Colon Hydrotherapy Under Fire For Being Ineffective, Dangerous
Colon hydrotherapy, an alternative therapy method that has experienced a resurgence of interest, is ineffective and even dangerous, according to a review from Georgetown University researchers. This ancient practice of cleaning out the colon reportedly does not deliver the benefits its advocates claim, despite its popularity.
Medical literature doesn’t support colon cleansing
In the new study, Ranit Mishori, MD, a family medicine physician at Georgetown University School of Medicine, and her colleagues, evaluated 20 studies conducted on colon hydrotherapy. They uncovered little in the way of benefits, but did note many side effects associated with the cleansing products, including bloating, cramping, electrolyte imbalances, nausea, renal failure, and vomiting.
In complementary medicine, colon hydrotherapy, also referred to as colonic irrigation, colon cleansing, colon therapy, and colonic treatment, is used for a wide range of conditions, including but not limited to alcoholism, allergies, arthritis, bloating, colitis, constipation, headache, indigestion, parasite infestation, rheumatoid arthritis, and skin problems.
Colon hydrotherapy is based on an ancient theory of autointoxication, which means the body is said to poison itself, which can lead to various illnesses and diseases. The treatment involves administering warm, filtered water into the rectum to the upper and lower intestines. Sometimes herbal remedies or other ingredients are added to the water.
Although colon hydrotherapy is a very old practice, modern equipment and methods employ multistage water purification and disposal systems which, when used by trained colon therapists, are said to be effective and safe. While advocates of this alternative therapy believe it detoxifies and cleanses the intestinal system and benefits the body overall, clearly not everyone agrees.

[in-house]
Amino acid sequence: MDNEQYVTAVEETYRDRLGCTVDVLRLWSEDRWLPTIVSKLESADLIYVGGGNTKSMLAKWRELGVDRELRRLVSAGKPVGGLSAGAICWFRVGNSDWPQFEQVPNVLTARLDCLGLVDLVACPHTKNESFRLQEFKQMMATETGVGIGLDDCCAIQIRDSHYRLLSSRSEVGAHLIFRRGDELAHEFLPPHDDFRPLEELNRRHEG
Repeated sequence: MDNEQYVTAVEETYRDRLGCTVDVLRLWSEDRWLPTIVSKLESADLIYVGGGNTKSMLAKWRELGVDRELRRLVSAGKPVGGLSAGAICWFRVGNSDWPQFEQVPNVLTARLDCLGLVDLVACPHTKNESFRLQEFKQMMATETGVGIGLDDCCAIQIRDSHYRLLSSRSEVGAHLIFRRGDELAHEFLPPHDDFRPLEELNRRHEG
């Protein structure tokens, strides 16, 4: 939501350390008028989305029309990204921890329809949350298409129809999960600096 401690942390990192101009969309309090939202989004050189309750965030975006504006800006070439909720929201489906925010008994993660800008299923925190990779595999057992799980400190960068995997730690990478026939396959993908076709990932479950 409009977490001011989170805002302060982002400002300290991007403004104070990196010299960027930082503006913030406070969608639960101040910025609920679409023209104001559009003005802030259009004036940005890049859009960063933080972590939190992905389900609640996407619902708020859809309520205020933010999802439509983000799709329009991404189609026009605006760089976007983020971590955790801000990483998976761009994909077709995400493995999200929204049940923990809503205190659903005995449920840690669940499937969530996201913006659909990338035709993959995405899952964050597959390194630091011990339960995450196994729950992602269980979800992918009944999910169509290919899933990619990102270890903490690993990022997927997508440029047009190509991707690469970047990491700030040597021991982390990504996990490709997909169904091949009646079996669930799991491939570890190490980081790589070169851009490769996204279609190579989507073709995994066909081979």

In an earlier review in the International Journal of Clinical Practice, investigators reviewed the therapeutic claims of six colon hydrotherapy organizations that had a website presence. They found that all of the organizations made direct or indirect therapeutic claims “not based on scientific evidence.” The authors also noted that nearly a dozen other studies had found significant side effects associated with colon hydrotherapy, including nausea, diarrhea, nervous disturbances, cramps and irritation, water intoxication, bowel perforation, and infections.
Colon hydrotherapy has gained more of a following in recent years, and, according to Mishori, the practice is being offered at facilities by individuals who claim to be “colon hygienists” but they do not have significant medical training. Her advice is to “eat a balanced diet, exercise regularly, get six to eight hours of sleep and see a doctor regularly” rather than turn to colon hydrotherapy for better well-being.